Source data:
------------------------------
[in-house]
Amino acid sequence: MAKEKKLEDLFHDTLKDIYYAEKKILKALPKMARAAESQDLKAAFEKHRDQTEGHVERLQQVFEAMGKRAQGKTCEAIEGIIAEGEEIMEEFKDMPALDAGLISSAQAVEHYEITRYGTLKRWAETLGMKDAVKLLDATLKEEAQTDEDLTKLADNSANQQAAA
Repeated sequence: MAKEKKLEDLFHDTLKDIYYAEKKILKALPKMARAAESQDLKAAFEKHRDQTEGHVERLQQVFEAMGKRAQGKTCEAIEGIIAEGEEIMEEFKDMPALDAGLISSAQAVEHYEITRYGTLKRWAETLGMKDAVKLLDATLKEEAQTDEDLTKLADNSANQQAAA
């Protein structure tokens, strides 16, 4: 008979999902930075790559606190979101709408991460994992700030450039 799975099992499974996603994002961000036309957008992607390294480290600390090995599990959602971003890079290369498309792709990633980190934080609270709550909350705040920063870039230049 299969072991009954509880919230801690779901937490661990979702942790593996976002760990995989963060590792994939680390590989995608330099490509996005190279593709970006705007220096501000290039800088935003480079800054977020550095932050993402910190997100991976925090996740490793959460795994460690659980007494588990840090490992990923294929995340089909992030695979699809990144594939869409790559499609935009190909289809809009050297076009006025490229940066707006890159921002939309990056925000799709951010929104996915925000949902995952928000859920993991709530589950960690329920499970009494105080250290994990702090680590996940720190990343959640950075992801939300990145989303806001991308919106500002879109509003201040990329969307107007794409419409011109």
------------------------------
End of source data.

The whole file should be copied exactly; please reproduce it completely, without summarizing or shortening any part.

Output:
[in-house]
Amino acid sequence: MAKEKKLEDLFHDTLKDIYYAEKKILKALPKMARAAESQDLKAAFEKHRDQTEGHVERLQQVFEAMGKRAQGKTCEAIEGIIAEGEEIMEEFKDMPALDAGLISSAQAVEHYEITRYGTLKRWAETLGMKDAVKLLDATLKEEAQTDEDLTKLADNSANQQAAA
Repeated sequence: MAKEKKLEDLFHDTLKDIYYAEKKILKALPKMARAAESQDLKAAFEKHRDQTEGHVERLQQVFEAMGKRAQGKTCEAIEGIIAEGEEIMEEFKDMPALDAGLISSAQAVEHYEITRYGTLKRWAETLGMKDAVKLLDATLKEEAQTDEDLTKLADNSANQQAAA
């Protein structure tokens, strides 16, 4: 008979999902930075790559606190979101709408991460994992700030450039 799975099992499974996603994002961000036309957008992607390294480290600390090995599990959602971003890079290369498309792709990633980190934080609270709550909350705040920063870039230049 299969072991009954509880919230801690779901937490661990979702942790593996976002760990995989963060590792994939680390590989995608330099490509996005190279593709970006705007220096501000290039800088935003480079800054977020550095932050993402910190997100991976925090996740490793959460795994460690659980007494588990840090490992990923294929995340089909992030695979699809990144594939869409790559499609935009190909289809809009050297076009006025490229940066707006890159921002939309990056925000799709951010929104996915925000949902995952928000859920993991709530589950960690329920499970009494105080250290994990702090680590996940720190990343959640950075992801939300990145989303806001991308919106500002879109509003201040990329969307107007794409419409011109």